EEF attacks ‘small and blame driven’ politics.
Britain’s manufacturers are calling for an end to “negative and introspective” political debate ahead of the general election and a return to focusing on how to promote economic growth and ensure the UK is well placed to meet the huge global challenges the country faces.
The call will be made by Martin Temple, Chairman of EEF, the manufacturers’ organisation at the body’s annual dinner this evening. In his speech Mr Temple will also call for the UK to remain with the EU whilst urging the next government to work for reform from within.
Speaking ahead of the general election and referring to the tough choices the incoming government will face Mr Temple will say:
“Whatever the political rhetoric, one certainty is the need to reduce the deficit which will involve tough choices. Whoever assumes power will have to prioritise and limit public spending. And those who make such decisions must remember the basics: you have to earn it first, then spend it wisely. And that as a nation we do not exist within our own shores but must survive and thrive in a global market through the development of new technology.
“That’s why we need to look again at the drivers of productivity – investment in plant and equipment, in people, in infrastructure, in innovation and continuously improving the tax regime to support business evolution. These are the foundations for long term growth and our future success as a global, trading nation.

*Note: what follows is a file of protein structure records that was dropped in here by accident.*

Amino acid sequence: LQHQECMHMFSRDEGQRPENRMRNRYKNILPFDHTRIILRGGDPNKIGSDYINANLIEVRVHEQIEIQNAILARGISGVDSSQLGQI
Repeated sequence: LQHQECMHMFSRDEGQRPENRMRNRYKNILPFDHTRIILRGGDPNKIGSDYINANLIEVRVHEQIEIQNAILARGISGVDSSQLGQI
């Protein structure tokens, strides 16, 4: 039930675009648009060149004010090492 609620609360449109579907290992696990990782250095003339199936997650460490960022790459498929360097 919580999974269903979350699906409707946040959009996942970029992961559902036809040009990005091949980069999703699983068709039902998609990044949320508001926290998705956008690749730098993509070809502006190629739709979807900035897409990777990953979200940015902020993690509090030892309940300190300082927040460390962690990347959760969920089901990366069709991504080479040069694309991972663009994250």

“What we want is a debate on the positive action needed to create the growth and prosperity we need by encouraging and reassuring business to invest and employ more people."
On the current political debate Mr Temple will say:
“To date the political debate has been negative and introspective. It has not been about our place in the world, how we compete or work with partners across the globe to create growth.
“This gets us absolutely nowhere, all parties are guilty of it, and it diminishes us as a nation. It makes our politics look small and blame driven.”
Calling for the UK to remain within Europe and urging the next government to work for reform from within, Martin Temple will say:
“While we are beginning to persuade European partners to reform, some political leaders here are adopting a laissez-faire attitude that could see us sleepwalk out of Europe. They must avoid being trapped by promising unrealistic reforms that cannot be delivered.
"Instead they must be realistic about what can be achieved and work with like-minded partners across the continent, of which there are many, to get major reform on the move.”
Calling for a sensible debate on migration, Martin Temple will say:
"Migration has enhanced our nation culturally and economically. We need skilled workers from around the world, at the same time as training our own UK workforce.
"But what feels like a race to the bottom on immigration worries me. The mood music is that we don’t like the rest of the world. That if you’re not like us or, are different in some way, then you’re not welcome.
"This is dangerous ground. We need to respond by countering these arguments with a positive view of the benefits of migration, whilst maintaining a balance where there are genuine concerns."